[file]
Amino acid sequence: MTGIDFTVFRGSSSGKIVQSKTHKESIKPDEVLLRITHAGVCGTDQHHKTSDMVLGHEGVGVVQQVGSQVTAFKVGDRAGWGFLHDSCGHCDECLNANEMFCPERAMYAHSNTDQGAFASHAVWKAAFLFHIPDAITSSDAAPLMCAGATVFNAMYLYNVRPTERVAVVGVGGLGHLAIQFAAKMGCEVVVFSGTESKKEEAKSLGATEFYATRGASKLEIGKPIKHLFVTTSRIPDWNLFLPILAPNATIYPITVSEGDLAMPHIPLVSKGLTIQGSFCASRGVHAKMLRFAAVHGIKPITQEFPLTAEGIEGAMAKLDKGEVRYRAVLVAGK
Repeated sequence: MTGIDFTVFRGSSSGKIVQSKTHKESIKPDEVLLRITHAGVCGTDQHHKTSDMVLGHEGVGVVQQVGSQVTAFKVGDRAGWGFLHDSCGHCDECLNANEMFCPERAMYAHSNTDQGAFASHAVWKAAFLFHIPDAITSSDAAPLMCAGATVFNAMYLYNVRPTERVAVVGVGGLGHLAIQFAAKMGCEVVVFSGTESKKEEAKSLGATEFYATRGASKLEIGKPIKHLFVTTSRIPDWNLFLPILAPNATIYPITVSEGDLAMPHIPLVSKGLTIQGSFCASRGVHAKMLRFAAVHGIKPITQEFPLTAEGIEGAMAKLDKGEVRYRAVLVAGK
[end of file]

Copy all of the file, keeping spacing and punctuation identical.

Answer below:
Amino acid sequence: MTGIDFTVFRGSSSGKIVQSKTHKESIKPDEVLLRITHAGVCGTDQHHKTSDMVLGHEGVGVVQQVGSQVTAFKVGDRAGWGFLHDSCGHCDECLNANEMFCPERAMYAHSNTDQGAFASHAVWKAAFLFHIPDAITSSDAAPLMCAGATVFNAMYLYNVRPTERVAVVGVGGLGHLAIQFAAKMGCEVVVFSGTESKKEEAKSLGATEFYATRGASKLEIGKPIKHLFVTTSRIPDWNLFLPILAPNATIYPITVSEGDLAMPHIPLVSKGLTIQGSFCASRGVHAKMLRFAAVHGIKPITQEFPLTAEGIEGAMAKLDKGEVRYRAVLVAGK
Repeated sequence: MTGIDFTVFRGSSSGKIVQSKTHKESIKPDEVLLRITHAGVCGTDQHHKTSDMVLGHEGVGVVQQVGSQVTAFKVGDRAGWGFLHDSCGHCDECLNANEMFCPERAMYAHSNTDQGAFASHAVWKAAFLFHIPDAITSSDAAPLMCAGATVFNAMYLYNVRPTERVAVVGVGGLGHLAIQFAAKMGCEVVVFSGTESKKEEAKSLGATEFYATRGASKLEIGKPIKHLFVTTSRIPDWNLFLPILAPNATIYPITVSEGDLAMPHIPLVSKGLTIQGSFCASRGVHAKMLRFAAVHGIKPITQEFPLTAEGIEGAMAKLDKGEVRYRAVLVAGK